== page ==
New Jersey Life

Over the weekend, it was called to my attention that last Tuesday marked my second anniversary as a Magazine Rack columnist. I didn't take the news especially well, locking myself in the bathroom for the next 32 hours and sobbing in the tub as I pondered my stagnant professional development.

After a lengthy dialogue with the nice man from the clinic, I emerged from the bathtub resolute, if a bit wrinkled. It was time to get back to the essence of what makes this column occasionally semi-readable, and it was time to rediscover my inner ying-yang-mojo-essence. For me, that meant reconnecting with my New Jersey roots.

I'm Jer-Z to the core, though probably not in a way that would endear me to the folks behind the upscale New Jersey Life. They say "contemporary Mediterranean cuisine," I say "chili dog." They say "pricey houses," I say "chili dog." Et cetera. After cranking "Tenth Avenue Freeze-Out" and perusing pix from last summer's Great Adventure day trip, I returned to my mag lab (a.k.a. the couch) with a renewed sense of mission.

New Jersey Life does just fine when it stays within the state's borders. It chooses slightly-off-the-beaten-track subjects for its profiles (an indie film maker, an artist commissioned to paint Beatles portraits for Liverpool's Hard Day's Night hotel) and ably, if glibly, surveys the state's high-end real estate. The "Rustic Revival" architecture/design spread dotes on the history of the featured property (a neato barn-like dealie), while the reviews of Jersey eateries boast considerably more bite than those typically showcased in high-end regional mags.

The "State of Bliss" spa blurbs also deserve special mention, if only because New Jersey Life seems actually to have sent reporters out to experience 'em for themselves, rather than relying on flat press materials. Unfortunately, the publication fumbles away this credibility with a quartet of items that have no place in a magazine with "New Jersey" on its cover.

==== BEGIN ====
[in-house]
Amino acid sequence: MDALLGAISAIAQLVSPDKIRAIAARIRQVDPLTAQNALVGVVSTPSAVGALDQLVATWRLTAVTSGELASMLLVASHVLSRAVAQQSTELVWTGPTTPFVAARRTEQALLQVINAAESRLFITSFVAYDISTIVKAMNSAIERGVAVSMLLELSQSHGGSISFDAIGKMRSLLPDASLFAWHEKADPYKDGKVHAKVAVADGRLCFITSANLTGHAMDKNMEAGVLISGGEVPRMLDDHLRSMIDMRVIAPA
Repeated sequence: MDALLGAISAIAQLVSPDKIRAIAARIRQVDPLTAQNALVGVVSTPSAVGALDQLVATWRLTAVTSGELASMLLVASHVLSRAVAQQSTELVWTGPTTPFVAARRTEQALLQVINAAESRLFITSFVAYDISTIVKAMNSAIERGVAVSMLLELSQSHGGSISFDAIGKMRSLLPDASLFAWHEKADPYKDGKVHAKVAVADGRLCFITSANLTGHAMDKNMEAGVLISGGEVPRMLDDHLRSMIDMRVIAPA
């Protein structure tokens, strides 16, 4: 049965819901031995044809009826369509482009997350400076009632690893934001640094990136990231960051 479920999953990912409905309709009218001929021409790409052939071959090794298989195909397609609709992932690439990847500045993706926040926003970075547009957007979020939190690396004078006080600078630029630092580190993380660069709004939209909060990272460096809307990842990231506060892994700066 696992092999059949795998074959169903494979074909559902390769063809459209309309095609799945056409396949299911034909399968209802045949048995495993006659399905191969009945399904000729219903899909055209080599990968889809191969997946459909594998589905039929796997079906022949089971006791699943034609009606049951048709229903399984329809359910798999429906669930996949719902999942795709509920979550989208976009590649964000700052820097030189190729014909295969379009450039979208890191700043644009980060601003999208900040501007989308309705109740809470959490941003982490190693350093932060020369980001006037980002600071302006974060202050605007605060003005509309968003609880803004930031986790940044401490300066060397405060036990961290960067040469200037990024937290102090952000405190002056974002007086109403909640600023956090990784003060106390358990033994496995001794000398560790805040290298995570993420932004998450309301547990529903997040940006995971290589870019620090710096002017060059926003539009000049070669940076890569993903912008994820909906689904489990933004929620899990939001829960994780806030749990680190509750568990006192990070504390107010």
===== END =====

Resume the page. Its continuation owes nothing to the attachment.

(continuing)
I can't imagine anyone will have much of a problem with the "Gourmet Getaway" piece on dining in Italy, but I can't think of a single persuasive reason for its inclusion here (cue the "if you live in Jer-Z, you're probably always looking for a way out" retorts). The same criticism holds for the "Mind + Body + Spirit" story on big-name diets, the guide to port wines and the "Goods" compilation of travel accessories. Why here? Why now?

Those aren't the only questionable decisions in the March issue. The "Luxuries" page of diamond pendants sits right next to an ad for diamond pendants; the two spreads are virtually indistinguishable. The quality of the writing also varies wildly from one story to the next. Most of its reviews boast a bit of 'tude, yet the visit with intermittently-Jersey-based Allure editor Linda Wells ends with the following editorial bouquet: "You'd think her free time was spent in the beauty chair, but she prefers downtime with her family in her modern weekend home in Bedminster." Well, at least there's a Jersey connection.

And as much as I enjoyed the romp through Ridgewood -- a frequent Friday-night destination during high school, owing to its movie theater and senile liquor-store cashiers -- I don't know what its writer was attempting to get at with her "a good book, like a good man, is hard to find" pronouncement. The English major in me likes to think that she's giving a subtle nod to Flannery O'Connor; the mediocre-magazine reviewer in me isn't so sure.

In the end, I really don't have a lot to say about New Jersey Life. It mostly delivers what it promises and does so in a manner that is thoroughly professional. You'd like a mag to spur a bit more in the way of enthusiasm -- if not a mad dash to the mailbox, then at least a half-smile at its arrival -- but this'll do, I suppose.

Published by: Olsten Publishing
Frequency: seven issues per year
Advertising information
Web site

Next story loading loading..